Vuković even became the gastald, or leader, of the group in 1536. One of his last acts before his death was donating money to start construction on what eventually became the San Giorgio dei Greci church in Venice. Although his printing house is not how he built or maintained his considerable wealth, it is the reason he is remembered and honored to this day.

San Giorgio dei Greci in the circled area. Detail of Venice. Image 260. Georg Braun. “Civitates orbis terrarum,” 1612-18.

 

 

 

 

 

 

 

 

 

Cover of 1538 Menologion. Full leather over wooden boards with decorative cartouche ornament and tooled blind, or uncolored, frames. Probably late 17th- or early 18th century with later clasps. Photo by Roman Yurchenko.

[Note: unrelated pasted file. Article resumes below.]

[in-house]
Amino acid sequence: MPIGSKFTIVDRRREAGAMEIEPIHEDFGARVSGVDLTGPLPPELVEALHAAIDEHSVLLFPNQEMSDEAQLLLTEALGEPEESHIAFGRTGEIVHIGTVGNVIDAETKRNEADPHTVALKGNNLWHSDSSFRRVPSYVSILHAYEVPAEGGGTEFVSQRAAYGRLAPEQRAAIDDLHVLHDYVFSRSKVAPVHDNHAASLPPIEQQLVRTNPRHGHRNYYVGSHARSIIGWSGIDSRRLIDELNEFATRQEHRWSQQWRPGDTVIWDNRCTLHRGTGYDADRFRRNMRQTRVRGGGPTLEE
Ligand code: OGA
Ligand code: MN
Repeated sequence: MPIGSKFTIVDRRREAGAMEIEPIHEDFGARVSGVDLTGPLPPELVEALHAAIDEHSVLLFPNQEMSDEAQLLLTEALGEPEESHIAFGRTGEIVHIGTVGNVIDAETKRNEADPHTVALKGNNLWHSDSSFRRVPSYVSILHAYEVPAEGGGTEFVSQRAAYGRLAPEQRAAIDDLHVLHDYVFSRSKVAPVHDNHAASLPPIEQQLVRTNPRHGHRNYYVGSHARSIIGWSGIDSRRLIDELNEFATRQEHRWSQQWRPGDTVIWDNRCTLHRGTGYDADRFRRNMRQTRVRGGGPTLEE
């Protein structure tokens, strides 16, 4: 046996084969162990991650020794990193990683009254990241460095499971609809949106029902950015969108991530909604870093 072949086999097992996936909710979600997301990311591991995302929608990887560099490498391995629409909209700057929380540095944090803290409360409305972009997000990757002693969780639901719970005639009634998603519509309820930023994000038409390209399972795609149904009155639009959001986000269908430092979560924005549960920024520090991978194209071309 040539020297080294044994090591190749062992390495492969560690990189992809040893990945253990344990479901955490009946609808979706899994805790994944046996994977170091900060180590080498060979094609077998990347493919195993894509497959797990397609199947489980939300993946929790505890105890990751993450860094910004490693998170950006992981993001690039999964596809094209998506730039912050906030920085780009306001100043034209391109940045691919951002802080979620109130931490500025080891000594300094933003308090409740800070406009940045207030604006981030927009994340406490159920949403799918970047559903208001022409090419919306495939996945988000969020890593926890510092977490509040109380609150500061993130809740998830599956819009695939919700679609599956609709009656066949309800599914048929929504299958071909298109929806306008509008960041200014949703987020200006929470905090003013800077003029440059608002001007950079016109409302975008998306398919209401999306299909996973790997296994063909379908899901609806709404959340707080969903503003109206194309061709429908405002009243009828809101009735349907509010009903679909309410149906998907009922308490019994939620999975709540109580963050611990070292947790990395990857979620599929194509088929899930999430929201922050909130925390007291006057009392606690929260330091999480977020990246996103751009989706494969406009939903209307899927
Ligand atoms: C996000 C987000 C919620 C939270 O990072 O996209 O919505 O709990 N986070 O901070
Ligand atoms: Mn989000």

A menologion is a monthly Orthodox Eastern ecclesiastical calendar with biographies of saints and prayers for each day. Vuković’s 1538 Menologion, or Minej prazdnicĢŒny: sŹ¹bornik (Holiday Menologion: Collection), is the first edition in any Slavic language of the Menologion. This work is not a full ecclesiastical calendar, but rather a selection of services and saints lives to commemorate certain holidays, hence its title “prazdnicĢŒny” (holiday). The book is arranged according to the months of the Orthodox calendar beginning with September and ending with August, including an introduction and an afterword. A set of paschal tables relating to Easter appear on the final pages. The language of the text is the Serbian recension of Church Slavic, the written language of the Serbs from the 12th century to the 1830s. Besides the language, the South Slavic origins of the book are apparent from the inclusion of several Serbian national saints such as Stefan Dečanski on November 11, Saint Sava on January 14, and Stefan Nemanja on February 13.